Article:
Haven by Emma Donoghue

(Little, Brown and Company)

Review by David Starkey

The opening of Haven (the title’s similarity to “heaven” is hardly accidental) has the feel of a classic adventure story. A well-traveled, scholarly monk named Artt appears in Cluain Mhic Nóis, a seventh-century Irish monastery, and has a dream that he must take two men with him and head downriver and out into the ocean, where he will find an uninhabited island that will be their home. He imagines this haven ultimately becoming the foundation for a new monastery, one devoted to God in all His purity. “A small brotherhood,” Artt declares of the initial three-person endeavor, “but mighty in its faith.”

The two men he chooses are young Trian, who was placed at the monastery by his family when was thirteen, and old Cormac, who became a monk after the death of his wife and children from the plague. They are an odd trio, but as they leave the monastery and set sail, both Cormac and Trian turn out to be extraordinarily handy when it comes to the skills one might need to start a new life. Trian can swim—a rarity at the time in Ireland—is handy with a boat, and can scale rock walls like a lizard. Cormac’s life experience has taught him to be a decent cook, an able craftsman, an inventive farmer, and an inveterate teller of the sort of stories that come in handy when trying to survive on the edge of the known world.

At first, Trian and Cormac’s deference to their “master” Artt feels appropriate and sincere. Both men are true believers, and Artt’s belief in his vision does, indeed, take them to the sort of place he saw in his dream: Great Skelling an island off the Coast of Kerry, which Arrt reckons is “the most pointed place on earth; horns, spears, spikes, and blades of rocks as far as he can see.” The island is also home to tens of thousands of birds—puffins, auks, gannets, shearwaters, cormorants and terns—which create a racket so great that sometimes Artt believes he will go mad.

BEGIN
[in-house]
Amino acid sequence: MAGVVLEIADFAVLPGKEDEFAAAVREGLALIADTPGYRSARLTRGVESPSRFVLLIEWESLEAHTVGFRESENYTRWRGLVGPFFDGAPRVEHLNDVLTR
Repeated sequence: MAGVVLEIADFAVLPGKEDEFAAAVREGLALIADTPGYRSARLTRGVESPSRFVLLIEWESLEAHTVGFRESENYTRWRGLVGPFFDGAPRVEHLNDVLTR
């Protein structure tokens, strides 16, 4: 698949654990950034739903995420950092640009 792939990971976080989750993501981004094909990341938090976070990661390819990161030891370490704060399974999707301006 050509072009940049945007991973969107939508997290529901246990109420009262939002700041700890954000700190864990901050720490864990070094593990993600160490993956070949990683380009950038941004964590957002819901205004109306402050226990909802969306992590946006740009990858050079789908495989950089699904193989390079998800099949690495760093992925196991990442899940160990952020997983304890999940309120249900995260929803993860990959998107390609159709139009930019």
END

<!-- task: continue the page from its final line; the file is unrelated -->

The world of the monks is a grueling and more deliberate one than ours, and at times this makes for a slow read. While it is interesting, for instance, to learn how to make a mattress of fescue grass, sea campion and spoonwort, or how to skin an auk, or copy a codice, life on the island proceeds at an often monotonous pace. Indeed, in the long middle of the book, when Artt, Cormac and Trian are establishing themselves on Great Skellig, readers may feel–like the monks themselves–that it takes forever to accomplish what, on the mainland, would be considered the simplest of tasks.

However, as is always the case with Donoghue’s fiction, patience is rewarded, and it gradually becomes apparent that Artt’s mantra, “God will provide,” is mistaken. In Artt’s God-centric vision, everything on the island is there to be harvested, consumed, and ultimately destroyed by man, and as resources become scarcer when summer turns to autumn, tensions mount. The ending is satisfying and believable, and, if nothing else, Haven is a first-rate travel book about one of the world’s most striking locations.